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Sally Ride Revealed to Be Gay: Her Sister, on Ride's Life, Death, and Desires for Privacy (UPDATED)

UPDATE 2, 7/25: Also see our latest post, Sally Ride's Sister, on the Wikipedia Debate Over Homosexuality: "Sally Hated Labels of Every Kind."


UPDATE, 8 p.m.: The post has been updated to include comment from Bear Ride, Sally Ride's sister.
See also: Sally Ride Dead at 61.

Sally Ride, the first U.S. woman in space, died today at the age of 61. An announcement from Sally Ride Science notes that Ride is outlived by "Tam O'Shaughnessy, her partner of 27 years." O'Shaughnessy is the chief operating officer and executive vice president of Sally Ride Science -- and a woman, revealing that one of the most famous members of the United States space program was gay.


The announcement puts the start of their relationship at around 1985 -- while Ride was still married to fellow astronaut Steven Hawley. Sally Ride Science spokeswoman Terry McEntee confirmed the announcement -- when asked if Ride was gay, she said, "Yes. That's true. What's on the website is true."

Ride's sister, Bear, who is also gay, told New Times Monday night that her sister never publicly revealed her sexual orientation because of a closely held commitment to her personal privacy.

"Sally was a profoundly private person. It was just part of who she was. We chalk that up to being Norwegian," Bear said. "She had a sense of 'this is family stuff.'"

But Bear said Sally didn't make any efforts to hide the relationship: "They went places together, they're in business together, they wrote books together," she said. "We consider Tam a member of the family."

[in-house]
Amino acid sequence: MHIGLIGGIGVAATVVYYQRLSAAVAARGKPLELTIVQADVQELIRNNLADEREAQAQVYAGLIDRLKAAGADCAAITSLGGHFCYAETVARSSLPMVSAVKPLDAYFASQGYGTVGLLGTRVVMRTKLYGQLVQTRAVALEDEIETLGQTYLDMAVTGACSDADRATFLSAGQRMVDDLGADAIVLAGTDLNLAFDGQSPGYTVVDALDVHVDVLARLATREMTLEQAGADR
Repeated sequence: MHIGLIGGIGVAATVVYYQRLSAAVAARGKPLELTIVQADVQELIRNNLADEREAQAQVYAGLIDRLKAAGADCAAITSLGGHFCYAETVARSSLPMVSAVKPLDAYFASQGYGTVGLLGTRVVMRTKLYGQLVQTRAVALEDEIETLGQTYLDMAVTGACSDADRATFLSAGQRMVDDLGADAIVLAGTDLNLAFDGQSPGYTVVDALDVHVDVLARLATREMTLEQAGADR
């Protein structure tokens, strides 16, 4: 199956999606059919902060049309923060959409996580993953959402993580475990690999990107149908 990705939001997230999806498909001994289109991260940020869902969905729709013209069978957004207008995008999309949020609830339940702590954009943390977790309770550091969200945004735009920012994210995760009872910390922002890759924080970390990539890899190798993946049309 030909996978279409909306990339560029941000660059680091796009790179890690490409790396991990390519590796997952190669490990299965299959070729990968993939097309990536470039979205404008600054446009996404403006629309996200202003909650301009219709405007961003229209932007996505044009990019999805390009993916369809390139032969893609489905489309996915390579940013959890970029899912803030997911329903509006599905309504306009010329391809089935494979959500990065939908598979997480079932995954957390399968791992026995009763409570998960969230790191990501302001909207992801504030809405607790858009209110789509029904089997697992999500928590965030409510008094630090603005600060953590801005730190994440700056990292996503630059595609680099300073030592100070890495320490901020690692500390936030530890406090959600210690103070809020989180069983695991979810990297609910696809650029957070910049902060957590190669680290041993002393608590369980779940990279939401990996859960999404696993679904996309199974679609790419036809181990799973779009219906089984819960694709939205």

But that desire for privacy, Bear said, is what kept Sally from taking a stand on gay rights.

"We all have our dreams and wishes, and that might be yours or mine, but she's just like, you probably dont know what her politics are either. It's a family matter," Bear said. "That wasn't her battle of choice -- the battle of choice was science education for kids. And I just hope that all the different components of Sally's life go towards helping kids."

She did say, however, that "we think that it's a good thing" that it's been disclosed publicly now.

As for Sally's illness, Bear said she was diagnosed with pancreatic cancer in March 2011, which came "as a huge surprise."


"She's been beating it off for 16, 17 months, and she went through chemo and then had fairly extensive surgery this October," Bear said, referring to the Whipple Procedure. "And then some more chemo, and she really thought she was coming out ahead of it. But in the end, it just wasn't enough."

She said Sally entered hospice care two weeks ago. She died this morning.

"She had a smile on her face and was surrounded by her family," Bear said. "Her work here was done."




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